Systems Thinking Tools: the mind map

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My last blog, Learning to Think Like a Mountain, introduced “systems thinking” as a useful means of understanding why “linear thinking” is inadequate when a problem under study: 1) is complex; 2) involves multiple relationships; and/or 3) involves human decision-making and uncertainty.

This post introduces one of the simplest and most useful of all the systems thinking tools, the mind map.  There are many variations of this tool, including concept mapping and spider diagramming but they are all generally used to view multiple, complex (non-linear) relationships in a system.  One of the failures of industrial agriculture is the assumption that it functions as a machine, with inputs (seeds, sun, fertilizer) that flow into a farm and outputs (food, fiber) flowing out.

This simple, linear understanding (which Annie Leonard described so well in the popular video The Story of Stuff) is inadequate as we work toward an agroecological frame for agricultural sustainability.  The mechanistic, linear view will rarely account for questions about environmental justice, decay of soil health, offsite impacts of pesticides, or vitality of rural communities, which may be discounted as “externalities.”  These perspectives, will on the other hand, be considered using systems thinking.

The mind map is also a nice tool for telling a story, such as how a household designed on permaculture (or ecological) principles is likely to view a “cup of tea.”

Instructions

To get started, you simply pick a topic and depict it either in words or a symbol in the middle of a page.  Here is a mind map of how to mind map.

Viewing the entire diagram, most people can easily get a sense of what a mind map is all about rather quickly.  Some suggestions on how to get started are:

  1. Start in the center with a description of the topic or theme
  2. Write whatever comes to mind next as a “sub-topic” and draw a connecting line, do it again, and again….
  3. Use images and symbols as much as possible
  4. Select key words and print clearly
  5. Each word/image should sit on its own line or inside its own bubble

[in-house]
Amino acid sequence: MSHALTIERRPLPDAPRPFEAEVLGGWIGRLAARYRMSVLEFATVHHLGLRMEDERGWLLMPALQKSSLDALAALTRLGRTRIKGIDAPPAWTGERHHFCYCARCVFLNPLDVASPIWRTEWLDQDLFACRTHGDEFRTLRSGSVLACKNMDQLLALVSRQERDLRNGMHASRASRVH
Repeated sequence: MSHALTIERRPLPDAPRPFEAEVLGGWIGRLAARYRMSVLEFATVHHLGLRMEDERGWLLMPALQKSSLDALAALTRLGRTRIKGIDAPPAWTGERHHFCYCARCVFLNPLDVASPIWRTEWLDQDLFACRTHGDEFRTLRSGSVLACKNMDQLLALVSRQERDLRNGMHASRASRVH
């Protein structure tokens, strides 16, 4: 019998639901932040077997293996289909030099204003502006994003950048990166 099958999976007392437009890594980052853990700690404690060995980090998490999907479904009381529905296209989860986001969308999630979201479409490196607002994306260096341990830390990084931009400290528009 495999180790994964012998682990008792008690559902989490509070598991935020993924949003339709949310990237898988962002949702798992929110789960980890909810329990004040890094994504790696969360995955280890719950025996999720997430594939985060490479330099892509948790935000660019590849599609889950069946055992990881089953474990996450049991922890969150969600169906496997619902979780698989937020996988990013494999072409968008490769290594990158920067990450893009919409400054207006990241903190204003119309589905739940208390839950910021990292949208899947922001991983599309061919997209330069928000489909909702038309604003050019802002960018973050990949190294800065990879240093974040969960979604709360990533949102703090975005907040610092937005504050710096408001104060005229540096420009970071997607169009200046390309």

6. The lines should be connected, starting from the central image.  Important connections between concepts in different sub-section should be indicated
  7. Use colors to code for key ideas or sub-systems (sections of the map)
  8. Use thinker lines to indicate more important connections
  9. Put the most important ideas are near the center (its a hierarchy of ideas)
  10. Do it your own way!

Using Mind Maps in Agricultural Systems

Mind maps are useful tools for beginning to understand a complex system (like a farm).  The following is a mind map of a community farm in Waltham, MA developed by a student taking our online class, Sustainable Agriculture.   To try to understand the farm in depth, it is useful to review their web page – Waltham Fields Community Farm.  However to get a quick understanding of what the farm is all about, nothing beats a mind map.

Mind maps are particularly useful for:

  • understanding complex problems
  • taking notes
  • initial stages of designing a project
  • team collaboration
  • creative expression
  • presenting complex material in a concise format
  • team building or synergy creating activity

We often ask students to make a mind map of farms they have visited in our Sustainable Food and Farming classes at UMass.  For some examples, look at the links for individual students who took PLSOILIN 265 Sustainable Agriculture online.  I teach a course on Agricultural Systems Thinking at UMass as well.

There are lot of mind mapping software packages available, but I find the best way to learn to do this is drawing by hand.  Here is an example of a hand drawn mind map on a local project, Grow Food Northampton.

Mind maps are particularly useful for describing a farm because they are complex systems with multiple relationships managed by humans.  There is no “right or wrong” way to do this.  Whatever works is fine. 

Why not give it a try?

NOTE: click on the link for more systems thinking blog posts!

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I’d appreciate it if you would share this post with your friends.  And for more ideas, videos and challenges along these lines, please join my Facebook Group; Just Food Now.   And go here for more of my World.edu posts.

 

2 thoughts on “Systems Thinking Tools: the mind map

  1. This was great, John. I’ve used FreeMind a few times and it’s pretty user-friendly, but like you said the best way is really drawing it out. That mind map about mind maps was really clear and helpful – it should be a resource available to everyone trying to solve any problem really… The next step is of course creating a solutions mind map, to the problem that is visible in the original one. Thank you for sharing!

  2. Pingback: Systems Thinking Tools: fixes that fail! | John Gerber

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